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CDC’s Breastfeeding Report Card 2010

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by Melissa Clark Vickers
September 23, 2010

The Centers for Disease Control and Prevention (CDC) uses the term “Report Card,” but its annual assessment of breastfeeding rates is far more important than the scholastic definition of the term. More than a child’s reading or mathematics comprehension, the CDC tracks the health of mothers and children across the country—both state-by-state and nationwide—recognizing that “protecting, promoting, and supporting breastfeeding, with its many known benefits for infants, children, and mothers, is a key strategy toward…improving the health of mothers and their children.”

The Breastfeeding Report Card 2010 outlines how America fared in reaching the Healthy People 2010 breastfeeding targets:

Increase the proportion of mothers who breastfeed their babies…

  • in early postpartum to 75 percent;
  • at 6 months to 50 percent;
  • at 12 months to 25 percent;
  • exclusively through 3 months to 40 percent; and
  • exclusively through 6 months to 17 percent.

The good news is that the U.S. has achieved the first goal—75 percent of mothers in the U.S. initiate breastfeeding. State averages range from a low of 52.5 percent (Mississippi) to a high of 89.8 percent (Utah). Unfortunately, we have fallen short of the other four targets:

  • Breastfeeding at 6 months: 43 percent nationally, ranging from 22.2 percent (Louisiana) to 62.2 percent (Oregon);
  • Breastfeeding at 12 months: 22 percent nationally, ranging from 8.0 percent (Mississippi) to 39.7 percent (Vermont);
  • Exclusively through 3 months: 33 percent nationally, ranging from 15.2 percent (Mississippi) to 50.5 percent (Oregon);
  • Exclusively through 6 months: 13.3 percent nationally, ranging from 6.5 percent (Mississippi) to 23.7 percent (Oregon).

In addition to target goals on initiation and exclusivity of breastfeeding, the CDC Report Card provides national and state scores for nine other initiatives:

  • Average mPINC score. The CDC National Survey of Maternity Practices in Infant Nutrition and Care, first administered in 2007 and recently repeated in 2009, measures hospital maternity practices against evidence-based care deemed supportive of breastfeeding. The survey asks about such things as the percentage of healthy breastfed babies receiving breast milk as the first feeding after birth and the use of pacifiers. The results of the 2007 survey have recently been released; specific hospital scores are sent directly to each participating hospital or birthing center. National average: 65 percent, ranging from 51 percent (Mississippi) to 81 percent (Rhode Island, New Hampshire)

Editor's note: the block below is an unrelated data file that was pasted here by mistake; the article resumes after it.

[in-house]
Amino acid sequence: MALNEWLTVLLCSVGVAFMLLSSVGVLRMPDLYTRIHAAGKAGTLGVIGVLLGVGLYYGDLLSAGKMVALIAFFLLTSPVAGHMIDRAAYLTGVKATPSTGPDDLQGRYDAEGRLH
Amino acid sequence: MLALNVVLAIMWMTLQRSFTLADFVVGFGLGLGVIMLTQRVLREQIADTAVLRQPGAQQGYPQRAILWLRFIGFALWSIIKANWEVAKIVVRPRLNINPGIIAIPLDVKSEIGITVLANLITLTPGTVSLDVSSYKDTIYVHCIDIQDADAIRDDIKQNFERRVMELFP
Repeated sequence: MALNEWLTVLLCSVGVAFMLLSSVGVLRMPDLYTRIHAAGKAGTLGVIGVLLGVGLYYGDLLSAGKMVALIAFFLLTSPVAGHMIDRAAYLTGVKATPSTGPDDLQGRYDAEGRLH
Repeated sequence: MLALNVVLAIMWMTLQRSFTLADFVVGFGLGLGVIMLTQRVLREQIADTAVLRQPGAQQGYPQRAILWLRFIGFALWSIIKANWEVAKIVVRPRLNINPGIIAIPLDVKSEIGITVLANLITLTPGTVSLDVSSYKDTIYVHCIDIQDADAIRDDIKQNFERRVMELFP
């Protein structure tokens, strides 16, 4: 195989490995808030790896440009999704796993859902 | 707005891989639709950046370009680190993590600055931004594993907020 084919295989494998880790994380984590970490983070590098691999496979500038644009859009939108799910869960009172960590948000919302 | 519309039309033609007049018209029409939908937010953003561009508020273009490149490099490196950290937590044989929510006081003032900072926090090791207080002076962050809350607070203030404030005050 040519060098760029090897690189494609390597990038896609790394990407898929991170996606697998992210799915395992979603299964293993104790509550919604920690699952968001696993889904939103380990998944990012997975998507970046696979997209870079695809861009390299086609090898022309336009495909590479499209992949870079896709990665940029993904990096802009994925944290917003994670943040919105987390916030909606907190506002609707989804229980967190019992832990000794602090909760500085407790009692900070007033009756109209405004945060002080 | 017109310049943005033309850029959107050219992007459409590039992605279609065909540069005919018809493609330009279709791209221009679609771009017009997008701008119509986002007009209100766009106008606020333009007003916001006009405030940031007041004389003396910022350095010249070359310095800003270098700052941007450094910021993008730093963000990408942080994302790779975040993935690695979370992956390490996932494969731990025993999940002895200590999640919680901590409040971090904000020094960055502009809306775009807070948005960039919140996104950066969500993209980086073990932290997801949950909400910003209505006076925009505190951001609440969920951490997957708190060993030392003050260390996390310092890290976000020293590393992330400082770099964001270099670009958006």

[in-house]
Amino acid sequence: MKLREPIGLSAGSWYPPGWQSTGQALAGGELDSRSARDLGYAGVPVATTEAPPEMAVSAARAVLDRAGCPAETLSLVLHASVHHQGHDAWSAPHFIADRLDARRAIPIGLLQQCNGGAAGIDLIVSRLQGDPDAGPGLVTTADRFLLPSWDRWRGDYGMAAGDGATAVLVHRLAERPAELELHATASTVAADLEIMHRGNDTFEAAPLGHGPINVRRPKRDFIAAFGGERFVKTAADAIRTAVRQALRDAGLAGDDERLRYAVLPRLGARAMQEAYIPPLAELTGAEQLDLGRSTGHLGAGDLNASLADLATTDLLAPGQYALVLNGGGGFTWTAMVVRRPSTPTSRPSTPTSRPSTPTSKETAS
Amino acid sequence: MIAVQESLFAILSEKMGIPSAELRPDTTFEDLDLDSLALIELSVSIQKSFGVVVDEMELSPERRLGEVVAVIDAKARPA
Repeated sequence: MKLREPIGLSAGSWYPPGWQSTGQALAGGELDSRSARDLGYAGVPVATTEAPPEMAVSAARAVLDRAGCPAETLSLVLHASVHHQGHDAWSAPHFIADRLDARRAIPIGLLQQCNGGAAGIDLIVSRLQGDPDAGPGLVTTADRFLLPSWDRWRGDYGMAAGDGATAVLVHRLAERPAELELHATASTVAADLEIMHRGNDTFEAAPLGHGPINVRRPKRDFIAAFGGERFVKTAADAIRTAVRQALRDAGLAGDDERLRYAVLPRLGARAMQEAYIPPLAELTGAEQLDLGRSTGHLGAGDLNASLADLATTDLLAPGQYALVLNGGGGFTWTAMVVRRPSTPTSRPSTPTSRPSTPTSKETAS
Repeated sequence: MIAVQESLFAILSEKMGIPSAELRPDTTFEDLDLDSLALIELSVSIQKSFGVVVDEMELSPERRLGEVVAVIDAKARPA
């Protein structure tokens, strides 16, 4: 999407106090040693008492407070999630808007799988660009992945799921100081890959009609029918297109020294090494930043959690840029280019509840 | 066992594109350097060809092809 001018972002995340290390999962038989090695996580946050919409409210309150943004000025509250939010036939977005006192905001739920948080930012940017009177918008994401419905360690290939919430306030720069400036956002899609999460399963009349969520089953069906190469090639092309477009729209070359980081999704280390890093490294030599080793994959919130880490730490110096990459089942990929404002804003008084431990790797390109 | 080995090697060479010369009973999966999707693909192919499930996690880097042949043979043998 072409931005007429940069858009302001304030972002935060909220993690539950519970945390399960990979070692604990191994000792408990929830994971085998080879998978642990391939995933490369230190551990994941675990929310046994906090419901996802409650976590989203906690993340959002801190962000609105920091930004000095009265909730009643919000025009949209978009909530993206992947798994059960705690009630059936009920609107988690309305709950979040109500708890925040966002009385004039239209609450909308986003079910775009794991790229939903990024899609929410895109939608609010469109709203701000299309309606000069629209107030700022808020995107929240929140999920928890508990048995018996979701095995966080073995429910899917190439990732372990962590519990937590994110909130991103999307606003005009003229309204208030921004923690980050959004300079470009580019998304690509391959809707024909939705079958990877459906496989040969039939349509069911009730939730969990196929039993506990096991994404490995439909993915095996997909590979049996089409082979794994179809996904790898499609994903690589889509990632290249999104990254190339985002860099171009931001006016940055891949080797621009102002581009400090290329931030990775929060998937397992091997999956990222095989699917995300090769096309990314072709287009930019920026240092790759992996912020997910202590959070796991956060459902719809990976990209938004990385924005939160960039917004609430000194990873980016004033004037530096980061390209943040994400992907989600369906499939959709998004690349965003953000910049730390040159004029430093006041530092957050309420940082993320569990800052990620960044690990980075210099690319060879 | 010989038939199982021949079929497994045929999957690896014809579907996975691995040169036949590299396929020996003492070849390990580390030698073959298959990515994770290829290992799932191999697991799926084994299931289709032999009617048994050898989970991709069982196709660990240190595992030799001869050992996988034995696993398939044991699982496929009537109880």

• Percentage of live births occurring at facilities designated as Baby Friendly. The Baby Friendly Hospital Initiative (BFHI) is a global program sponsored by the World Health Organization (WHO) and UNICEF to encourage and recognize hospitals and birthing centers that follow the WHO/UNICEF Ten Steps to Successful Breastfeeding. National average: 3.78 percent
  • Percentage of breastfed infants receiving formula before two days of age. While there are times when supplementation is medically necessary, the higher the percentage, the greater the likelihood that babies who don’t need formula are getting it anyway. National average: 25.4 percent
  • Number of IBCLCs per 1,000 births. The International Board Certified Lactation Consultant is the professional standard for lactation care. IBCLCs must undergo extensive training and education before sitting for a comprehensive exam, repeating the certification process every five years. They typically work one-on-one with mothers, so this measure is an attempt to determine the availability of specialized support for mothers intending to breastfeed. National average: 2.4 IBCLCs per 1,000 births.
  • State legislation about breastfeeding in public places and mandating employer lactation support. These two measures indicate a state’s commitment to breastfeeding support through legal statutes. Forty-nine states have passed breastfeeding legislation.
  • Number of state health department employees dedicated to breastfeeding. Currently there are 97 full time employees who oversee breastfeeding issues at the state level—that’s less than two per state!